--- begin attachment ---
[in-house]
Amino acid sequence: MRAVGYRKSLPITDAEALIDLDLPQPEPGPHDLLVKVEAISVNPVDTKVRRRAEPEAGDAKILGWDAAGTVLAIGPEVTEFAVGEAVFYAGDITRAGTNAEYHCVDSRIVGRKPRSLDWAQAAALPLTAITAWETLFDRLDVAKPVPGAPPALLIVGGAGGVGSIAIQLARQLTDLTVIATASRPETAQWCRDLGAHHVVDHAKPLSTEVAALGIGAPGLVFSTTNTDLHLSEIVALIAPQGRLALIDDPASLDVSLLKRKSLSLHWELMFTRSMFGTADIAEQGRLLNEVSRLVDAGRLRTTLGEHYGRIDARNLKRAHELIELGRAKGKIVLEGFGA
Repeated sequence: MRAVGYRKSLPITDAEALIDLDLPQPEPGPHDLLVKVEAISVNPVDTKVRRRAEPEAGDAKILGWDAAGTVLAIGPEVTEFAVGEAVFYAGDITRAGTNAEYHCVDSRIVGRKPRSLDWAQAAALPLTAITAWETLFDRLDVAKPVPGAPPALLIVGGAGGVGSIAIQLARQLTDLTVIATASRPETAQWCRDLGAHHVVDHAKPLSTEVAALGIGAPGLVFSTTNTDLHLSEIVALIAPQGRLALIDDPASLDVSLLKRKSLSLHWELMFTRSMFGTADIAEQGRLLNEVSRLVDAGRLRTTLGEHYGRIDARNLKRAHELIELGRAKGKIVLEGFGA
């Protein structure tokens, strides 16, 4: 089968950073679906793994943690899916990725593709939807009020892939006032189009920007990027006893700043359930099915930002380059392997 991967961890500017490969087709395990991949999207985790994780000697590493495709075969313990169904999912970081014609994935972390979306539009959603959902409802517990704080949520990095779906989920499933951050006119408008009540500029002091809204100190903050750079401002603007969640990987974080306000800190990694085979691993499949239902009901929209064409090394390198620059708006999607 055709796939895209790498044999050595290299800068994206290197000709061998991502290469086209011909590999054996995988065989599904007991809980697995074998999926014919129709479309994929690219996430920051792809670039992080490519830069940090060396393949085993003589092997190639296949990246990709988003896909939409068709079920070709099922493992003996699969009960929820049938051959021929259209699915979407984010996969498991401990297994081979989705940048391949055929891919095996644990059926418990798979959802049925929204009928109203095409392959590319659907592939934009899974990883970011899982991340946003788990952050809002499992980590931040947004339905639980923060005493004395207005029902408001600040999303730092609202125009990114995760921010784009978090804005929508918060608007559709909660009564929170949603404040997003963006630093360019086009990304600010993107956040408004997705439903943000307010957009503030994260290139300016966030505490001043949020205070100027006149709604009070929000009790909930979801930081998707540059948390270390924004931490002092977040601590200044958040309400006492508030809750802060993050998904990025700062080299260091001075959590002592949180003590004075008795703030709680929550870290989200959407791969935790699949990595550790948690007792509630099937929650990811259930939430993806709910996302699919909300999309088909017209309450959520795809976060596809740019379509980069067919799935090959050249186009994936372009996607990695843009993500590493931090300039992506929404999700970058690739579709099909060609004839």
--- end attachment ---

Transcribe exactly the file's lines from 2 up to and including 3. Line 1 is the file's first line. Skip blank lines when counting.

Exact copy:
Amino acid sequence: MRAVGYRKSLPITDAEALIDLDLPQPEPGPHDLLVKVEAISVNPVDTKVRRRAEPEAGDAKILGWDAAGTVLAIGPEVTEFAVGEAVFYAGDITRAGTNAEYHCVDSRIVGRKPRSLDWAQAAALPLTAITAWETLFDRLDVAKPVPGAPPALLIVGGAGGVGSIAIQLARQLTDLTVIATASRPETAQWCRDLGAHHVVDHAKPLSTEVAALGIGAPGLVFSTTNTDLHLSEIVALIAPQGRLALIDDPASLDVSLLKRKSLSLHWELMFTRSMFGTADIAEQGRLLNEVSRLVDAGRLRTTLGEHYGRIDARNLKRAHELIELGRAKGKIVLEGFGA
Repeated sequence: MRAVGYRKSLPITDAEALIDLDLPQPEPGPHDLLVKVEAISVNPVDTKVRRRAEPEAGDAKILGWDAAGTVLAIGPEVTEFAVGEAVFYAGDITRAGTNAEYHCVDSRIVGRKPRSLDWAQAAALPLTAITAWETLFDRLDVAKPVPGAPPALLIVGGAGGVGSIAIQLARQLTDLTVIATASRPETAQWCRDLGAHHVVDHAKPLSTEVAALGIGAPGLVFSTTNTDLHLSEIVALIAPQGRLALIDDPASLDVSLLKRKSLSLHWELMFTRSMFGTADIAEQGRLLNEVSRLVDAGRLRTTLGEHYGRIDARNLKRAHELIELGRAKGKIVLEGFGA